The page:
It doesn't bother me too much about the 4G networks performance right now. This is the kind of thing that can be improved over time, unlike a phone where if you pick up a crap one you're stuck with it. It does worry me greatly though that this doesn't run on the 700Mhz band as well. Will Telstra only be running an 1800Mhz LTE network, or do they plan on a 700Mhz one as well once the spectrum becomes available? This would be my biggest concern with committing to a 24 month contract with Telstra right now.

      700Mhz is still going to be a while off and more than likely all current 4G devices will be well and truly obsolete by the time it is in use. From my understanding, it hasn't even come up for sale yet let alone entering major test stages.

      (Disclaimer: I am a Telstra employee and the above views are my own and do not represent the views of Telstra.)

        The 700Mhz spectrum is going up for auction this year, and becoming available for use in 2013.

        As the reviewer noted the 1800Mhz LTE network is pretty poor, and probably will continue to be until the 700Mhz one can be launched. 1800Mhz isn't well suited for longer range transmission, ie outside of major cities. I'd hope that the likes of Telstra (and maybe even Optus and Vodafone) would be well and truly ready to launch a 700Mhz LTE network by the time it's available for them.

      Very cheap and plasticky?? Were you holding the right phone? I've got a Samsung gs2 and compared to this htc it looked cheap!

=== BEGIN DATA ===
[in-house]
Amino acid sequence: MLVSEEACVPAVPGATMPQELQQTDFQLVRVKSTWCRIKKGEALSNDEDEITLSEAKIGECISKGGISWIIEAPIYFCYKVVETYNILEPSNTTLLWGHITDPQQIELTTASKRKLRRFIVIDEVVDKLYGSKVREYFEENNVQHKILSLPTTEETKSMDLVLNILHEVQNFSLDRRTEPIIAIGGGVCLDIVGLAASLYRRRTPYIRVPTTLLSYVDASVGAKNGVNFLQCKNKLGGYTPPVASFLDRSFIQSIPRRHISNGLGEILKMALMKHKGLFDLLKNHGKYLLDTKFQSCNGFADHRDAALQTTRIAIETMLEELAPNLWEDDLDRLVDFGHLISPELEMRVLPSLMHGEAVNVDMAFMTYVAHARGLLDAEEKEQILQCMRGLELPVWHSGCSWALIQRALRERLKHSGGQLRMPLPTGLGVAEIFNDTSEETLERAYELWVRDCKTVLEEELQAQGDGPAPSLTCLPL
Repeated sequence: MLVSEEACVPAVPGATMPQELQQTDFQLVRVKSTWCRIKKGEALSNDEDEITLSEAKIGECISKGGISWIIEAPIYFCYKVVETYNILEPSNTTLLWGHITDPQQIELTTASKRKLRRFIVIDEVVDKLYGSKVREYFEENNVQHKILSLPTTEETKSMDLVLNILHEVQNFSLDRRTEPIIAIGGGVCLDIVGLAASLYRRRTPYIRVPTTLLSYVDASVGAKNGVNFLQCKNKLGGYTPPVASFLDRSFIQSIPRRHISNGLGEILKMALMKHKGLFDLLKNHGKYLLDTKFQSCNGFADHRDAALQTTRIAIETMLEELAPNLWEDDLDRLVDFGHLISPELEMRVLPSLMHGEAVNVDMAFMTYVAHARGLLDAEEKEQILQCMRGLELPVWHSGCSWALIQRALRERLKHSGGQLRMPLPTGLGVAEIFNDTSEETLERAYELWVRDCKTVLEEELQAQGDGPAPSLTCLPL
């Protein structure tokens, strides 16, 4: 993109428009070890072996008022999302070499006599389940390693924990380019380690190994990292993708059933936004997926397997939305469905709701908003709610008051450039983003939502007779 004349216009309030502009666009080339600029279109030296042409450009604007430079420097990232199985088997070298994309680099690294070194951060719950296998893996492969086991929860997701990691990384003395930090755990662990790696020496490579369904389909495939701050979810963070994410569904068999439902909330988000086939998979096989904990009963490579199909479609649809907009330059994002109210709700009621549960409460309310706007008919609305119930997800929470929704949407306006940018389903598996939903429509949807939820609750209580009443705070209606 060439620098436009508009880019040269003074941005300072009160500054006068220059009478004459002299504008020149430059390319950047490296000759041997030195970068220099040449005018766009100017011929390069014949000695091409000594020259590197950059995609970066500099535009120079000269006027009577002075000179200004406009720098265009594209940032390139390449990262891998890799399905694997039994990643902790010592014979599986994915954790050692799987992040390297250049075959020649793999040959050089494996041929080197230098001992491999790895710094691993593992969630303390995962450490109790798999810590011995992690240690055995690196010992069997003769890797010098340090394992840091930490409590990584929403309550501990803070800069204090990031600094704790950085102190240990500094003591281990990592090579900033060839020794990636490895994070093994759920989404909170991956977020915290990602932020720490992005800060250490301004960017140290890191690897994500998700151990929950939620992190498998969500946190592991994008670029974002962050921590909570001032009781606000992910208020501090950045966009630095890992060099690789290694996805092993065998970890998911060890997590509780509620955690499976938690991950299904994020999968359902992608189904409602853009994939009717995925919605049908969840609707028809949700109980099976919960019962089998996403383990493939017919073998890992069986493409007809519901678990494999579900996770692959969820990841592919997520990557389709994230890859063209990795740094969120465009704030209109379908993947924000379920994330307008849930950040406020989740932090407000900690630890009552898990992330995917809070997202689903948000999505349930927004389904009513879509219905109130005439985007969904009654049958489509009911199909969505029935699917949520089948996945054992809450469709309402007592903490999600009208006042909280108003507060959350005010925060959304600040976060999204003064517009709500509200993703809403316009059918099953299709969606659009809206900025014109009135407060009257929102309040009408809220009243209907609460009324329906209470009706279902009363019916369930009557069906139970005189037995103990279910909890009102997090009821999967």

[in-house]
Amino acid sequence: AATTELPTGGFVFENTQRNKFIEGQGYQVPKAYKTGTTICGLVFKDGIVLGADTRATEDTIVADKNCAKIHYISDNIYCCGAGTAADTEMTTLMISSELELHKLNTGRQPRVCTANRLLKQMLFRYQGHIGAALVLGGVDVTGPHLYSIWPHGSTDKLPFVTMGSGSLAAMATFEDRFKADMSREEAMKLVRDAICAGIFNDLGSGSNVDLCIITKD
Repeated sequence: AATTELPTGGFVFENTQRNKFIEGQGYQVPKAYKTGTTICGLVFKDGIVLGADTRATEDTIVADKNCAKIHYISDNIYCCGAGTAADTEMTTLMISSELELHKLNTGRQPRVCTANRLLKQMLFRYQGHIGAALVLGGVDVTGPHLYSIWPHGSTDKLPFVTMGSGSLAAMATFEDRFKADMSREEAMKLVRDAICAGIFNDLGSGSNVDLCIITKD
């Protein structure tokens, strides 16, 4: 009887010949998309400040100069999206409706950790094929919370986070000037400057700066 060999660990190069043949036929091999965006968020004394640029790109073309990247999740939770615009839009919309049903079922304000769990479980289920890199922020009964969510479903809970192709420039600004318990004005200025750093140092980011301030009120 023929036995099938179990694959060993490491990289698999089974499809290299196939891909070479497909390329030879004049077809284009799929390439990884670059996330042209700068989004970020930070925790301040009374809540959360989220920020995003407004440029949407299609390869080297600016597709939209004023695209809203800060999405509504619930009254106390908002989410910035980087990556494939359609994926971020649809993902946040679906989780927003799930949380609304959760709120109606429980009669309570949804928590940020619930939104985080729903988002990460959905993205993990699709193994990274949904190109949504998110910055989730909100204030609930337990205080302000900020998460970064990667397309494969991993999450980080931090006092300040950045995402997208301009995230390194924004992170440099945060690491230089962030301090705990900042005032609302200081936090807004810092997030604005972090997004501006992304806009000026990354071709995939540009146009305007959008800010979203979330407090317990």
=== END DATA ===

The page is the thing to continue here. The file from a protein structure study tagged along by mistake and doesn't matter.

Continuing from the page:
Why get this phone when at the end of the next month there will be MWC where HTC will probably announce their new line up on 2012 Phones with HTC Sense UI 4.0 and Android 4.0 ice-cream sandwhich as stock.

    Well... I was, and am, impressed by the HTC. Having test driven it over tha weekend. Compared to my current HTC Desire, which got download speeds of 2195kbs. The Velocity scored an impressive 17950kbs in the exact, same non-5km GPO location. An 8 times speed difference is impressive to me. If I can score even double that in a genuine 5km GPO radius location... I'm happy. Just wait till all
    Telstra towers are upgraded over the coming months. HELLO DUBBO and 60mbs.
    As for the Motorola Razr 4G, forget it. HTC RULES atm. Same for the Samsung 4G.

    Can you use a normal telstra 3g sim card to utilise the speed, or do you need to get a "4g" sim card?

      You can use a normal 3G sim card.

        Most phenos will not accept iTunes mp4 format. You have to burn them onto a cd and them re-upload them onto windows media player. I do not know if this person has ever used itunes before but not all tracks on itunes are mp4. those are usually videos. Itunes sometimes uses the .aac format but you can get a batch converter to change those to MP3 which ITUNES also uses as well! About using itunes Right now, i don't know if anyone has scripted a patch for this. For now, you may have to use a different player (Windows Media Player, VLC, WinAmp) to allow syncing. The other way is to just DRAG n DROP files while you have the phone's card mounted to the pc to transfer files. It is how i currently move music files onto the phone

    Ur a using a old SIM Card aswell thats not even Next G that SIM Card would be giving you shit speeds reagrdless if it switchs to 4G or not

    THE ONE THING i can't stand on these phones over the iphone is the ugly logo on front panel? is this something other smartphone manufacturers have to do so their phones don't look like iphones?

      logo? what logo? besides you can customise the phone pretty much how you want it to look like.

    Can the next G sim card work in this phone as I just had a quick look at it and looking for the specification's on it and compare it to the samsung S 2 as I am after another telstra phone to replace the one that was damaged but I still have my sim card and the number is still connected

      kevin, did you try with a next G sim card ?